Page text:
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The report from Wirepoints found that at 30 Illinois schools, no students can read at grade level, while at 53 schools, no student is proficient in math. The schools are primarily located in the Chicago area, and the spending per student varied in 2022 from about $6,000 to more than $50,000.
“The absolute failure to teach even a single child to read and do math in so many schools is yet another indictment of the state’s educational system,” the report says.
One school referenced by Wirepoints is Spry Community Links High School, located in Chicago, where none of the 88 students are proficient in either math or reading despite the school spending more than $35,000 per student each year.
Another Chicago school, Douglas Academy High School, spends over $56,000 per student yearly, but none of its 44 students can read or perform math at a proficient level.
Twenty-two of the 30 schools with dismal reading scores were located in the Chicago area, while more than 30 of the 53 schools with students who aren’t proficient in math are also in the Windy City.
Wirepoint noted that in 622 Illinois schools, only one in ten students could read at grade level, while the same ratio stands true for math at 930 schools.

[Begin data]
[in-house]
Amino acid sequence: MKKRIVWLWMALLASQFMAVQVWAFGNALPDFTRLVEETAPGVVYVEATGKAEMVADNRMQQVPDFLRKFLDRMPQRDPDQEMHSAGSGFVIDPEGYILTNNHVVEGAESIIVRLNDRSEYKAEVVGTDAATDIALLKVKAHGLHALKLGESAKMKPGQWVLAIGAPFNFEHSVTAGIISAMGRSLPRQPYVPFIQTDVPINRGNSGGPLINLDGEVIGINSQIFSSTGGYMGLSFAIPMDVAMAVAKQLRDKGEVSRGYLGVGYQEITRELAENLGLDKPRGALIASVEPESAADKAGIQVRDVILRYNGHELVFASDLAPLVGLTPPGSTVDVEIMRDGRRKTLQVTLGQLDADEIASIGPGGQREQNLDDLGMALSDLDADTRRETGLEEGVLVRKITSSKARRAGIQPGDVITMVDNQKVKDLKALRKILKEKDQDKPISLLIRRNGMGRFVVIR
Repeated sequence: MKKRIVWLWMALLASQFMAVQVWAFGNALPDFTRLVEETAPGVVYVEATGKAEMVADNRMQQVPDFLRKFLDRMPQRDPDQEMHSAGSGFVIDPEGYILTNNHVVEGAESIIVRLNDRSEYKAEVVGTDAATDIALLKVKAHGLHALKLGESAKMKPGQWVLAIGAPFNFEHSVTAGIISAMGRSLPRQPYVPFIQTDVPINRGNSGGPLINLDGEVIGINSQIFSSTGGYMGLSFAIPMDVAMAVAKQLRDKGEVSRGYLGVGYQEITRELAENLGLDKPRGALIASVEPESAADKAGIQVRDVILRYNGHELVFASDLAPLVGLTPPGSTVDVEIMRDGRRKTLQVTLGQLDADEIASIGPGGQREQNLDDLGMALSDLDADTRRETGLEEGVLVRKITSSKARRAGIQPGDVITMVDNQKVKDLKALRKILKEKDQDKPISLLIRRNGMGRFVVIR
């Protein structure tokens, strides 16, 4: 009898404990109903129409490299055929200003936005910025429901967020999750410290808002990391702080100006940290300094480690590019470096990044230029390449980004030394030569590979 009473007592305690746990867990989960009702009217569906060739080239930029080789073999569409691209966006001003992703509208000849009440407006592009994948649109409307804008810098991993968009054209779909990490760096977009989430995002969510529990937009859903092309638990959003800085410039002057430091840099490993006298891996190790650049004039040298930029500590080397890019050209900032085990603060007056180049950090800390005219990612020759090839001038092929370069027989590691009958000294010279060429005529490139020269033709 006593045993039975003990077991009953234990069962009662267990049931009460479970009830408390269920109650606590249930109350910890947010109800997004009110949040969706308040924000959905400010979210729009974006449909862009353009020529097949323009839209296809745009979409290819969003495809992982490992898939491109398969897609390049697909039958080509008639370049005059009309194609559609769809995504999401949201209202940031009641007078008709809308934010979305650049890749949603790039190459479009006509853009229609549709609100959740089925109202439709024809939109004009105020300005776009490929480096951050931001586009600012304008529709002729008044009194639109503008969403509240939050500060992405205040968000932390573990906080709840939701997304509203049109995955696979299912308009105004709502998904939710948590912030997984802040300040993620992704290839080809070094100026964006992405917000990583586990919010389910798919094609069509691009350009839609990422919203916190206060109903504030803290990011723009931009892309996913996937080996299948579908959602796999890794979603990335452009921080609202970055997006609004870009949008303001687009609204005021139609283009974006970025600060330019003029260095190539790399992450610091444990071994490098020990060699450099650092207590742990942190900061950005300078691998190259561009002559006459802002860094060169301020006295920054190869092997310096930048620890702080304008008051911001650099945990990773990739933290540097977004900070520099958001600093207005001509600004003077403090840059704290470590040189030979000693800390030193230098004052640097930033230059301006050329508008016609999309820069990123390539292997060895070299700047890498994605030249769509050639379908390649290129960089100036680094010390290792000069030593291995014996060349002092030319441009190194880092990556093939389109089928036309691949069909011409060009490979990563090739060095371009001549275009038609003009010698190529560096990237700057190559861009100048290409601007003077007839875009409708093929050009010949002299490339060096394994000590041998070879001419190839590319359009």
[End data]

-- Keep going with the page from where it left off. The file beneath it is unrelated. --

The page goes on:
“Defenders of the current system are sure to invoke COVID as the big reason for the low scores. But a look at the 2019 numbers show that the reading and math numbers were only slightly better than they are now,” the report added.
According to Chicago Public Schools, the lower scores can be attributed to the pandemic, and several schools included in the Wirepoints report are designated for those who have previously dropped out.
“The majority of schools listed in the recent Wirepoints report are CPS Options Schools which serve students who re-enrolled after dropping out. Options Schools serve some of our most vulnerable students who face higher rates of challenges related to special education, housing instability, involvement in the justice system, and victimization. The combination of these challenges lead to higher rates of mobility, transiency, chronic absenteeism, and disengagement from school for extended periods of time,” the school district said in a statement to Fox News.
The report comes as Illinois Democratic Governor J.B. Pritzker has voiced support for elements of a proposed AP African American Studies curriculum. In a letter to the College Board, Pritzker said it was necessary for the curriculum to include the history of “black queer Americans.”
He also asked for a nearly 10 percent increase in state funding for education in his recent State of the State address.